Sundance 2023 Report, Part III

The fest's best documentaries: "20 Days in Mariupol," "Food and Country," "Kim's Video," and more.

Sundance 2023 Report, Part III

I have this odd and rather silly failing of memory: Every time I come to a film festival like Sundance, I arrive looking forward to the narrative features, and every time I find myself surprised at how good the documentaries are – how gripping and/or entertaining and/or simply compelling as a record of human experience. And they’re almost always richer than fiction because the stories that real life generates as a matter of daily cause and effect are always more unpredictable than the ones our feeble little brains can invent.

Sometimes those stories are beyond our comprehension or willingness to grasp. 20 Days in Mariupol (⭐ ⭐ ⭐ 1/2, above), AP reporter Mstyslav Chernov’s first-person footage of the opening days of Russia’s invasion of Ukraine, is a bone-chilling documentation of war crimes carried out from afar on innocent civilians. The film is a collaboration between the Associated Press and PBS’s “Frontline” – it will air on the latter later this year – but I have to imagine the cut that played at Sundance will be softened for broadcast, so disturbing is some of what we see: a toddler dying from injuries sustained in a missile strike, a teenage boy whose leg was blown off as he was playing soccer, the women and children of a bombed maternity hospital. You may find some of these images familiar, since a fair amount of Chernov’s footage (and stills captured by his associate, photographer Evgeniy Maloletka, above) made it to US and international broadcasts and newspapers in the early days of 2022; the film includes some of those news clips as a reminder of the journalists’ essential brief: to witness and to disseminate the witnessing.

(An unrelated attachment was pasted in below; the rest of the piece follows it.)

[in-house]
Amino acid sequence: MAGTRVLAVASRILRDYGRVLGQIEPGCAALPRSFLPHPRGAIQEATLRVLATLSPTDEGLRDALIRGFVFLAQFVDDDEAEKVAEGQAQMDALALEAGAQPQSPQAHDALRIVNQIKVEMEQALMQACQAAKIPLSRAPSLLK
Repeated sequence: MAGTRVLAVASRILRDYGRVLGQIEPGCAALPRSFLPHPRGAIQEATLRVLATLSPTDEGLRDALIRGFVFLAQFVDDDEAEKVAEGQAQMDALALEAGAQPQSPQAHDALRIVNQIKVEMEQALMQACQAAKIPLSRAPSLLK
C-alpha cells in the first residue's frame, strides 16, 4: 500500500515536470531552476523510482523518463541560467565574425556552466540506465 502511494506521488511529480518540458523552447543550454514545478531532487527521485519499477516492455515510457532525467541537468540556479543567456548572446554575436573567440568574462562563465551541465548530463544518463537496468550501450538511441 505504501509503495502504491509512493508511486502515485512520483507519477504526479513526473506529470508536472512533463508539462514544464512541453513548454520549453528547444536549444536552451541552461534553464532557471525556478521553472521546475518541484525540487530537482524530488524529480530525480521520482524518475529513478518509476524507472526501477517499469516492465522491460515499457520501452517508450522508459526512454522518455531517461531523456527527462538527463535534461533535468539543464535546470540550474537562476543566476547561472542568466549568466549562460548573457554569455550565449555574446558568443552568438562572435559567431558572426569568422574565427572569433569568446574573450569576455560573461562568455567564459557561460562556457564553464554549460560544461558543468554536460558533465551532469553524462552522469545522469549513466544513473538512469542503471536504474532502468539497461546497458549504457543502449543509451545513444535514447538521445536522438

“20 Days in Mariupol” provides a chronological throughline missing from the nightly news reports, though, and while we never see Chernov’s face, his lucid, worried voiceover provides a personal aspect to the film – he’s living what he’s documenting as much as any of the Ukrainians whose world is being pounded into blood and twisted metal. An obtrusive musical score is the one false note (as it were), since any editorial mickey-mousing can’t help but feel shallow next to the stark horror of an entire city being murdered. Otherwise, “20 Days in Mariupol” is exemplary journalism and irrefutable evidence for the Hague.

Less grim but no less important, Food and Country (⭐ ⭐ ⭐ 1/2) is a spirited cri du coeur against the American way of eating, with restaurant critic/food activist Ruth Reichl serving as the film’s chief investigator, gadfly, cheerleader, and star. (Laura Gabbert is the director and, with Reichl, a co-producer.) It’s also the rare documentary that allows for a measure of hope, as Reichl and the people she interviews – restaurant owner-chefs and organic farmers, maverick ranchers and qualified academics – come out of the ruinous early days of the pandemic (and Trump-administration agricultural policies) battered but more resilient than before. In the process, we get a crash course in the history of postwar food, focusing on the long tail of 1970s Secretary of Agriculture Earl Butz’s radical prioritizing of corporate farming and cheap production – “Get big or get out” he told growers — over independent farmers and nutritional value. Against that, we see the slow growth of the farm-to-table movement under the auspices of author-chefs like Alice Waters, Reichl’s longtime friend and practically the movie’s co-star.